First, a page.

Monday, May 28, 2018

RG.2- Passably Pojding in Paris

A year ago, Petra Kvitova didn't have to wait long to make her return to the court, as she was the first woman to record a 1st Round victory on Day 1. The Czech has to wait an extra day this time around. After an unexpected delay while a wayward 1st set caused one eye to pop open on the seemingly-rotting corpse of Bad Petra, Kvitova was back to doing what she's done so early and often in 2018.

Namely, winning.

A lot has changed in the sixteen months since the home invasion that sent Kvitova into emergency hand surgery in December 2016. Her comeback has, though she was at or near the top of the list already, managed to make her an even more beloved figure on the WTA tour. With five singles titles under her belt in the twelve months since her return to the sport, including a tour-best four in '18, as well as the news of her previously on-the-lam assailant having apparently finally been captured in the Czech Republic, #8-seeded Petra arrived in Paris on a two-title, 11-match winning streak on clay and looking fitter and more able to compete for the Roland Garros crown than at maybe any other time in her entire career (even when she reached the semis in '12).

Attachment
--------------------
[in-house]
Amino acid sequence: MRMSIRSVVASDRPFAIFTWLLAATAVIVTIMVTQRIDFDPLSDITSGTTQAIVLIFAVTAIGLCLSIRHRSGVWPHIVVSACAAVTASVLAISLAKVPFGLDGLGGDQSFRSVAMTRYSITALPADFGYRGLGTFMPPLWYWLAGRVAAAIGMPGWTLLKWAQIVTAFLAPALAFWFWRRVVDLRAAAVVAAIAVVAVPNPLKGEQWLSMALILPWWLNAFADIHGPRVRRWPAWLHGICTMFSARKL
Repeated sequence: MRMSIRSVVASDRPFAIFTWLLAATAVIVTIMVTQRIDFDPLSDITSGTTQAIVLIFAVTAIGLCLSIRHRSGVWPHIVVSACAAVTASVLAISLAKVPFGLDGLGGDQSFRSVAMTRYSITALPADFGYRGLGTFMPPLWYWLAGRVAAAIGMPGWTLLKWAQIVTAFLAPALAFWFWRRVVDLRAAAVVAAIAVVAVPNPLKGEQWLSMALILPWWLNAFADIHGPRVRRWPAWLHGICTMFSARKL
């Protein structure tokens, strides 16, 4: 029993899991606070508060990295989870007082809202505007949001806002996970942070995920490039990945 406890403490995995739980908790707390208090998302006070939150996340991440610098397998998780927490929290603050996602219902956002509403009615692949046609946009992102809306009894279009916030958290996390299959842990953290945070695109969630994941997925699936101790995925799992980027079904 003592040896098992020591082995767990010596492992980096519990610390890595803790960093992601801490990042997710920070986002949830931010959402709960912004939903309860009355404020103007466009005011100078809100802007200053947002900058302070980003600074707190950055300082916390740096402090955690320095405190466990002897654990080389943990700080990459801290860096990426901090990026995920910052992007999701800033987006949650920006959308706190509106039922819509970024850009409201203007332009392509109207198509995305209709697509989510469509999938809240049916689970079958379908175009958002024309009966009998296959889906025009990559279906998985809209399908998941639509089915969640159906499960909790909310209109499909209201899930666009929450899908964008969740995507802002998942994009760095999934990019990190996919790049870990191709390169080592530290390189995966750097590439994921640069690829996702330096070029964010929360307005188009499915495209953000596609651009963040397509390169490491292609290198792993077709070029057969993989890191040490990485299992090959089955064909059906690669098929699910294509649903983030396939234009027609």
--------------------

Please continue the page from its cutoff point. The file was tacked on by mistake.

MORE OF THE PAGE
But Veronica Cepede Royg didn't really care about all that on Monday.

The #87-ranked 26-year old from Paraguay, who reached the Round of 16 at RG last year, was the dominant player in the opening set of her 1st Round match with Kvitova today. When the Czech double-faulted to drop serve in game #8, VCR served for the set at 5-3, holding at love and taking the match lead while having yet to face a break point. She'd reached such a position despite serving at just a 55% clip. Cepede Royg lost just seven points on serve, while committing only two unforced errors (vs. Kvitova's 17 in nine games).